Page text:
CO2 Capture and Sequestration

CO2 Capture and Sequestration

Gas sorption, desorption, selectivity and regeneration data of capture materials

Carbon Capture & Sequestration processes aim at releasing less carbon dioxide into the environment. Most processes are based on the reversible sorption between the gas and a substrate. Characterizing the subtrate, which can be a solid or a liquid, is very important.

  • Sorption isotherms

    An efficient substrate needs to capture large amounts of gas at a given temperature. You can use manometry or TGA to determine sorption isotherms, or the amount of sorbed CO2 per quantity of substrate.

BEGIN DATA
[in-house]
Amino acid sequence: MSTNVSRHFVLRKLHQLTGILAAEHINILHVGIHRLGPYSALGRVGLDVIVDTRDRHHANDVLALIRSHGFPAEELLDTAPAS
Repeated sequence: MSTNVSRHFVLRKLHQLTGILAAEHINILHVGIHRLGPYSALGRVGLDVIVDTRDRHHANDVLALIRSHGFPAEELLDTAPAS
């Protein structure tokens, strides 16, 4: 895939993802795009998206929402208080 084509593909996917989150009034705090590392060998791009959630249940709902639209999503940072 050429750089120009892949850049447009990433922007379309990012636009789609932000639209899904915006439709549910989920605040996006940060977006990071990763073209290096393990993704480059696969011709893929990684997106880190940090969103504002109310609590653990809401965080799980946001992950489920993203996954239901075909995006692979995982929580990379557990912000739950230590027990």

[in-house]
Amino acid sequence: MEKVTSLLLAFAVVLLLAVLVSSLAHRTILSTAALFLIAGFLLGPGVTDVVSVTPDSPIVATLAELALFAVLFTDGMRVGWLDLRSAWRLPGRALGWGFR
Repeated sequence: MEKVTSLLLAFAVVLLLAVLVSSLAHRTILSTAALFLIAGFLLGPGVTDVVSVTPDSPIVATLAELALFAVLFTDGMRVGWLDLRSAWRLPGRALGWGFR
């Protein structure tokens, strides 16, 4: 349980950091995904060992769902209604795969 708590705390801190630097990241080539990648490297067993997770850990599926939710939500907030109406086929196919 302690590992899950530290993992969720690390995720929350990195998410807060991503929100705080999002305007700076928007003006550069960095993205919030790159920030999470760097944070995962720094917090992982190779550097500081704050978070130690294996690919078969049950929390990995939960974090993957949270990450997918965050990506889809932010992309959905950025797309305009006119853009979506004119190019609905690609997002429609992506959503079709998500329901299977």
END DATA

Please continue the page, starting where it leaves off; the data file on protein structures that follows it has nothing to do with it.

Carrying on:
• Sorption kinetics

    If the substrate adsorbs a lot of CO2 but the sorption takes too long, it doesn’t work. With TGA and manometry, you can measure how fast the sorption takes place between the gas and the substrate.

  • Selectivity

    The substrate used must be selective, i.e. capture more CO2 than other gases. You can compare sorption isotherms and kinetics to characterize selectivity of the substrate against various gases.

  • Heat of sorption

    Is high heat released in the process during adsorption? How much heat is necessary to regenerate the substrate after saturation with CO2? To help answer these questions, measure heat of sorption with calorimetry coupled to manometry.

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